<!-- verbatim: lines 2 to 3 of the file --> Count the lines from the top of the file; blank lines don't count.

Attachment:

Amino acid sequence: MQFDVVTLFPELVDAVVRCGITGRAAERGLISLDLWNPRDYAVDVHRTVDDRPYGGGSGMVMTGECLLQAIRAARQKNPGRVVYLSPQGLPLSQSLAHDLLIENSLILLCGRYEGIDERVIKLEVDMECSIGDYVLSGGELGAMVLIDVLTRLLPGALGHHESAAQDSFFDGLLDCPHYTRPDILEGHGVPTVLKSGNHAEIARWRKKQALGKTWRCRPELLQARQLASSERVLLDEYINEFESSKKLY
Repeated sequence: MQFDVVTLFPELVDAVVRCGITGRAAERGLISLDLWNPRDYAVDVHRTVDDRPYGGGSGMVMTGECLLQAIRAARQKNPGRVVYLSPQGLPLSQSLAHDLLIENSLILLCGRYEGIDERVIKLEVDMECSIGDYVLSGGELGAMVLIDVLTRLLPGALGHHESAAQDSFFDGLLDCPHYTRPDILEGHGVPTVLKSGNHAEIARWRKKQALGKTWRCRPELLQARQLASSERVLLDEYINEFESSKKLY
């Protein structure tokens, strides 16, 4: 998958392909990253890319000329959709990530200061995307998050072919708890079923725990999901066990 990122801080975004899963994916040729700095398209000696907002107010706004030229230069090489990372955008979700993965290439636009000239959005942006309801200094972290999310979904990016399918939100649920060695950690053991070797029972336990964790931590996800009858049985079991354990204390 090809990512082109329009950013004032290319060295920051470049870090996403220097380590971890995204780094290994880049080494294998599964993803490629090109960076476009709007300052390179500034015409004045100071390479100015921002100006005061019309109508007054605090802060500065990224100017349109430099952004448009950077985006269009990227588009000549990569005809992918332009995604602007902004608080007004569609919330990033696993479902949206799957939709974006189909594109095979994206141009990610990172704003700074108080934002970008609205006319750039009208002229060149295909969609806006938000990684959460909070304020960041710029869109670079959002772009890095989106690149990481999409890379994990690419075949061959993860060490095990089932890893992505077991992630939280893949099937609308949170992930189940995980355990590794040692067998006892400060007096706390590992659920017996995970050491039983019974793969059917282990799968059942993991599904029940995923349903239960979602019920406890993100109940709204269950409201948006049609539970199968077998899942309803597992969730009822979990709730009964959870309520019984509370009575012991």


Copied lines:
Repeated sequence: MQFDVVTLFPELVDAVVRCGITGRAAERGLISLDLWNPRDYAVDVHRTVDDRPYGGGSGMVMTGECLLQAIRAARQKNPGRVVYLSPQGLPLSQSLAHDLLIENSLILLCGRYEGIDERVIKLEVDMECSIGDYVLSGGELGAMVLIDVLTRLLPGALGHHESAAQDSFFDGLLDCPHYTRPDILEGHGVPTVLKSGNHAEIARWRKKQALGKTWRCRPELLQARQLASSERVLLDEYINEFESSKKLY
């Protein structure tokens, strides 16, 4: 998958392909990253890319000329959709990530200061995307998050072919708890079923725990999901066990 990122801080975004899963994916040729700095398209000696907002107010706004030229230069090489990372955008979700993965290439636009000239959005942006309801200094972290999310979904990016399918939100649920060695950690053991070797029972336990964790931590996800009858049985079991354990204390 090809990512082109329009950013004032290319060295920051470049870090996403220097380590971890995204780094290994880049080494294998599964993803490629090109960076476009709007300052390179500034015409004045100071390479100015921002100006005061019309109508007054605090802060500065990224100017349109430099952004448009950077985006269009990227588009000549990569005809992918332009995604602007902004608080007004569609919330990033696993479902949206799957939709974006189909594109095979994206141009990610990172704003700074108080934002970008609205006319750039009208002229060149295909969609806006938000990684959460909070304020960041710029869109670079959002772009890095989106690149990481999409890379994990690419075949061959993860060490095990089932890893992505077991992630939280893949099937609308949170992930189940995980355990590794040692067998006892400060007096706390590992659920017996995970050491039983019974793969059917282990799968059942993991599904029940995923349903239960979602019920406890993100109940709204269950409201948006049609539970199968077998899942309803597992969730009822979990709730009964959870309520019984509370009575012991």